This updated post explains my ratio-based method of tracking our financial progress towards early retirement (as shown by the status indicator on the top right of every blog page).

Cash Reserves / Emergency Fund

Our goal is to always have a full year of expenses in cash equivalents as our “emergency fund”. (This is not the same as a year of income. Our expenses are much lower than our income.) This is a cushion for a variety of potential events including job loss, health concerns, or other unplanned costs. It also allows us to take a more long-term view with our investment portfolio since we know we won’t have to touch it.

Since our emergency fund is relatively large, I try to maximize the yield. If we stuck it all in a money market fund, the yield would be barely above zero. With a bit of work, our cash earns a blended rate of over 2% annually without taking on extra risk. We use the same accounts to make money from no fee 0% APR balance transfer offers, but currently don’t play that “game”. Here are recent updates on where we keep our cash:

March 2013 Cash Reserves Update
June 2012 Cash Reserves Update
March 2012 Cash Reserves Update
May 2011 Cash Reserves Update
January 2011 Cash Reserves Update

Home Equity

I don’t think everyone should buy a house (or more accurately, take out a huge loan on a house), as it historically doesn’t necessarily work out to be a very good investment over short or even long periods. However, if you are geographically stable, I do think buying and eventually owning a house free and clear can be a solid component of an early retirement plan. My current forecast is to have our house paid off in 10-15 5-10 years. Housing is very expensive where I live, so once that mortgage payment is gone, the actual income my investments will have to produce will drop drastically.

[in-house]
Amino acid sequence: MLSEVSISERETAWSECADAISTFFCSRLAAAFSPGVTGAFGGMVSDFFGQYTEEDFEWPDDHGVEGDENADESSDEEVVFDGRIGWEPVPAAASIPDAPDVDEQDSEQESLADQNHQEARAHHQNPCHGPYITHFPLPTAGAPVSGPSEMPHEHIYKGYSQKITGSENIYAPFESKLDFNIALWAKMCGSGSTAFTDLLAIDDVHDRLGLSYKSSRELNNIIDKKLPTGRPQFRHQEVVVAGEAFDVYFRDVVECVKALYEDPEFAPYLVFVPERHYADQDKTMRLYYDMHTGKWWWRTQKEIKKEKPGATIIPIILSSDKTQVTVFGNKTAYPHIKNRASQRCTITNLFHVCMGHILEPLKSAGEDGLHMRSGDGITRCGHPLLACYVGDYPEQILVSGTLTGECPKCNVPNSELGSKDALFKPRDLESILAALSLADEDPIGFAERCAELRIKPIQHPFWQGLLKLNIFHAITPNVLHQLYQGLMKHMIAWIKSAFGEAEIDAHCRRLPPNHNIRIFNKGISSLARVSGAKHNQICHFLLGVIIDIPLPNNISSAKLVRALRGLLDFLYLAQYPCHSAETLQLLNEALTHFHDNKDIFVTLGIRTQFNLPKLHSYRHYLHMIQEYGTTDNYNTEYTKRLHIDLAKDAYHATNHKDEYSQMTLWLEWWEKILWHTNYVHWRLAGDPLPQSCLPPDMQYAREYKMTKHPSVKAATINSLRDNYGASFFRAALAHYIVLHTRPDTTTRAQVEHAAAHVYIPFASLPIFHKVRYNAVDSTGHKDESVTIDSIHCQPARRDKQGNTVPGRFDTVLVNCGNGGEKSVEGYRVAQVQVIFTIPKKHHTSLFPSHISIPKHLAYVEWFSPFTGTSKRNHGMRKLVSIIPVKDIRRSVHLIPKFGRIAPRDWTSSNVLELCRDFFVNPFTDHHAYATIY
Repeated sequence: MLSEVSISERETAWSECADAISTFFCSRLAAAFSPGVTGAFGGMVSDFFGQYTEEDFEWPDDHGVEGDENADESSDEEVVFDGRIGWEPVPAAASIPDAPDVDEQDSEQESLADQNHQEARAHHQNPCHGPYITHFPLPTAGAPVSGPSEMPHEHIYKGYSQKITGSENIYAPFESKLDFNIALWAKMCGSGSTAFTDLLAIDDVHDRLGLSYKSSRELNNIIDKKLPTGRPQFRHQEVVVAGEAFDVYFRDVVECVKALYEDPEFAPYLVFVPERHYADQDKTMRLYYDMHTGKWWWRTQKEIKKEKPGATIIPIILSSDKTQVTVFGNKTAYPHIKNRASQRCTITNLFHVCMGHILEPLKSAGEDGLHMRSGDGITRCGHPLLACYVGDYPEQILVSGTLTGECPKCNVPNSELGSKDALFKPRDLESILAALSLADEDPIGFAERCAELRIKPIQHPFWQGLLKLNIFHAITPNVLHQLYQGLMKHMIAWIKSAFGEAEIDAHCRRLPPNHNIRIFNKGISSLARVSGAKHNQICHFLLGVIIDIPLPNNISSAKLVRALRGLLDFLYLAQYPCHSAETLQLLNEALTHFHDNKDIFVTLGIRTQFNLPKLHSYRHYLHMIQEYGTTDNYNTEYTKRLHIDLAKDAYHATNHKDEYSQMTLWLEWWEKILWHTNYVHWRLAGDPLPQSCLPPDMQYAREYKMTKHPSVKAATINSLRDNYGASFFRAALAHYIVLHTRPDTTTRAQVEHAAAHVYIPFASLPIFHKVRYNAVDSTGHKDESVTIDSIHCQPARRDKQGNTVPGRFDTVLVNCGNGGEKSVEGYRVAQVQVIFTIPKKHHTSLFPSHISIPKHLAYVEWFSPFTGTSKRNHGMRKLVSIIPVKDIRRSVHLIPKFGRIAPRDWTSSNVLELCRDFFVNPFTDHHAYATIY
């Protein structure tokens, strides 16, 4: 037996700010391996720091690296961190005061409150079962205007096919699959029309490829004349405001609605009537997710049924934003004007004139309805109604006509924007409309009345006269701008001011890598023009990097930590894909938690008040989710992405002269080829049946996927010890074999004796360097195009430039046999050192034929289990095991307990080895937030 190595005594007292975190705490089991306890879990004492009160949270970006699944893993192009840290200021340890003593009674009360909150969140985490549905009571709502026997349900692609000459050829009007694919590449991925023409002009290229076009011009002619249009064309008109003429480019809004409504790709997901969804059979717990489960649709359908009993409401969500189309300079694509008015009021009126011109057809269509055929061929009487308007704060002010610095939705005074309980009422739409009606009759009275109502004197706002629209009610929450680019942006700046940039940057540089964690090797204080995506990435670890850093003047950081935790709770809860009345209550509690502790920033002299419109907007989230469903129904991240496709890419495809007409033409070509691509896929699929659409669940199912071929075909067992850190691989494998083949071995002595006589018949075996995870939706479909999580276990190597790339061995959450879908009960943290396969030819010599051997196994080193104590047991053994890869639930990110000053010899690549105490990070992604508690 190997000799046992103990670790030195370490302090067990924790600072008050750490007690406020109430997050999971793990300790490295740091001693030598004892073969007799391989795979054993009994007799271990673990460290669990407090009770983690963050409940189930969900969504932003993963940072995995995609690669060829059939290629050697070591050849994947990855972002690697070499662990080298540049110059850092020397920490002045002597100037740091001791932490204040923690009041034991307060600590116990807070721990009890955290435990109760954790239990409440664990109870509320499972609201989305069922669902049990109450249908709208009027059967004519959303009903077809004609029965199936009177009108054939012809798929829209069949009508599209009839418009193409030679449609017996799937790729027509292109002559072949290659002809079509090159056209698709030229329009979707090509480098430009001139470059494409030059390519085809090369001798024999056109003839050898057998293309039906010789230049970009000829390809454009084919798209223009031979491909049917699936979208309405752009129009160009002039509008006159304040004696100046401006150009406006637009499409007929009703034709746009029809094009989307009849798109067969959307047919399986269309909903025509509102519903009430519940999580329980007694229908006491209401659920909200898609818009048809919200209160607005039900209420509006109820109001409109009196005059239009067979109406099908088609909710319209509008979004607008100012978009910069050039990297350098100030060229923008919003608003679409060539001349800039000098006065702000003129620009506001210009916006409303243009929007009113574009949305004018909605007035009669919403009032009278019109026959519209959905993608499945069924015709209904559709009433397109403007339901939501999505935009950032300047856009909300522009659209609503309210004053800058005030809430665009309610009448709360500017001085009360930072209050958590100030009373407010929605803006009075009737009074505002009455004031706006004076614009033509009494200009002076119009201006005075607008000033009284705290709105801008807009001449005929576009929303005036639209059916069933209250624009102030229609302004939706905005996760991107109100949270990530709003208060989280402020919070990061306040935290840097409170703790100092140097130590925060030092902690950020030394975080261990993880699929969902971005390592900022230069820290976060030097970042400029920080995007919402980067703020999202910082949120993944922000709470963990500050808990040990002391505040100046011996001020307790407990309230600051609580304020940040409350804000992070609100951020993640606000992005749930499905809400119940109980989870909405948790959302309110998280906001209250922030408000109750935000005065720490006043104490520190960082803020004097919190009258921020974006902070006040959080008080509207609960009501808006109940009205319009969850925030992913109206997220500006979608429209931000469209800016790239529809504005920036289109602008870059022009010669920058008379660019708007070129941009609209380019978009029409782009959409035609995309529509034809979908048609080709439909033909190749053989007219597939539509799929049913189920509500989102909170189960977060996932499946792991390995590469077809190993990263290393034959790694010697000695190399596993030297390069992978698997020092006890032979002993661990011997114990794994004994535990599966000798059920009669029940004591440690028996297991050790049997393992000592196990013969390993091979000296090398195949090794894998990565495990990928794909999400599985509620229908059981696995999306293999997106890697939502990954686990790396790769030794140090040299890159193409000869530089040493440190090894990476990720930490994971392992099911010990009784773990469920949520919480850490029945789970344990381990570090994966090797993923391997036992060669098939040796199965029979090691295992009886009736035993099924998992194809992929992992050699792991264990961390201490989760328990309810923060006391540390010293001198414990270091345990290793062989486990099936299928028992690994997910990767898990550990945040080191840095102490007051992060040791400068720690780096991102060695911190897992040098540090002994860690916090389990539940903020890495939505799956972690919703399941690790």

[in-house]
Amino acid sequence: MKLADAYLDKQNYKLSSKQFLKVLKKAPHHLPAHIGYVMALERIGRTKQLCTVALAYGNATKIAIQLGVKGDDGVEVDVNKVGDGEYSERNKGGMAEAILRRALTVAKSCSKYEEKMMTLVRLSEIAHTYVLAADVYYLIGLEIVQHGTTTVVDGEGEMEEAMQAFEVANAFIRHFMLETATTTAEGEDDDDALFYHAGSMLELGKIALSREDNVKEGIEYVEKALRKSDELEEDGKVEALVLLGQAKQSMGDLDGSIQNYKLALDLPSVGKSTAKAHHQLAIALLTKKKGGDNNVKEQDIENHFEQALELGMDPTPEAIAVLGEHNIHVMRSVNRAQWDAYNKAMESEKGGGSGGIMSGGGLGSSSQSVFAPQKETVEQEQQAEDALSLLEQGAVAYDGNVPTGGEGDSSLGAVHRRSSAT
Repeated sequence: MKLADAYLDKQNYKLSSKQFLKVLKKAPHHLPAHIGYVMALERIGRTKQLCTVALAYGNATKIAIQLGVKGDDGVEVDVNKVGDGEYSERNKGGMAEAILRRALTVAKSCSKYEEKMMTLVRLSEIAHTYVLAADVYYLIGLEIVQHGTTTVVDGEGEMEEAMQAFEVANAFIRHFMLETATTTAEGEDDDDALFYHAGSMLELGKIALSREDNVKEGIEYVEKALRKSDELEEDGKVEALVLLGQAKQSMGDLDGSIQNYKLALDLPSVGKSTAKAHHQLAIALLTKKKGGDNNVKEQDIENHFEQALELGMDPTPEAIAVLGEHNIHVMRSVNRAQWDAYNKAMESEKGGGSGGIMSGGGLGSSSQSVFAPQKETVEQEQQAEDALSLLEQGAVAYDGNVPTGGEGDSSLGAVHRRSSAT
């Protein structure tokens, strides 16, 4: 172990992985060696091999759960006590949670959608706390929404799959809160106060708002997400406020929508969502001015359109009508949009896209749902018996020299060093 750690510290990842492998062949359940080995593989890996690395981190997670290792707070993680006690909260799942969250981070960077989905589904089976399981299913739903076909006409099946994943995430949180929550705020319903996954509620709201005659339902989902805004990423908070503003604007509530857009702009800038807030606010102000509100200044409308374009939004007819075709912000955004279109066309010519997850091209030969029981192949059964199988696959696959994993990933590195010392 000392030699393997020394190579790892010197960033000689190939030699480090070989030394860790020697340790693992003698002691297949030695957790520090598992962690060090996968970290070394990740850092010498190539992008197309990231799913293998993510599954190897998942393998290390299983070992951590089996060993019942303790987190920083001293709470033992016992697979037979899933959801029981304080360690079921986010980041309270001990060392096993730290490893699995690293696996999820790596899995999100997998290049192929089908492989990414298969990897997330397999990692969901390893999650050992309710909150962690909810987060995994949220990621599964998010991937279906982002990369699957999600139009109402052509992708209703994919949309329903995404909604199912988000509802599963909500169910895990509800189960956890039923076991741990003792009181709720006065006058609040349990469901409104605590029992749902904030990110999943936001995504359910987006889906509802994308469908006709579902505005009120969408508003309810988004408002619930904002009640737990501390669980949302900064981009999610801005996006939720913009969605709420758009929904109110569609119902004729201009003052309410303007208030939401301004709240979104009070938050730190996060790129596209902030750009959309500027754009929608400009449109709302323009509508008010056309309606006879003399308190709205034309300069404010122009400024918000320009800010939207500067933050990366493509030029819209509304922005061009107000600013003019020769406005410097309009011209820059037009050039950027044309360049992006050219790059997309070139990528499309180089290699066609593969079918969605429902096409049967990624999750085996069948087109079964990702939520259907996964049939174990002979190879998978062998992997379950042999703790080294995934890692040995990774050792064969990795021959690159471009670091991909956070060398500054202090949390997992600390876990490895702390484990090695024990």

There are many ways to define home equity, and I am sticking to a simple method of calculating home equity by taking 100% minus (outstanding mortgage balance / original home purchase price). As of 2011, our home price has rebounded to over the original purchase price according to a refinance appraisal and comparable sales. Overall, I’d rather enjoy having continuous progress without worrying about my home’s exact market value. Here are some previous mortgage updates: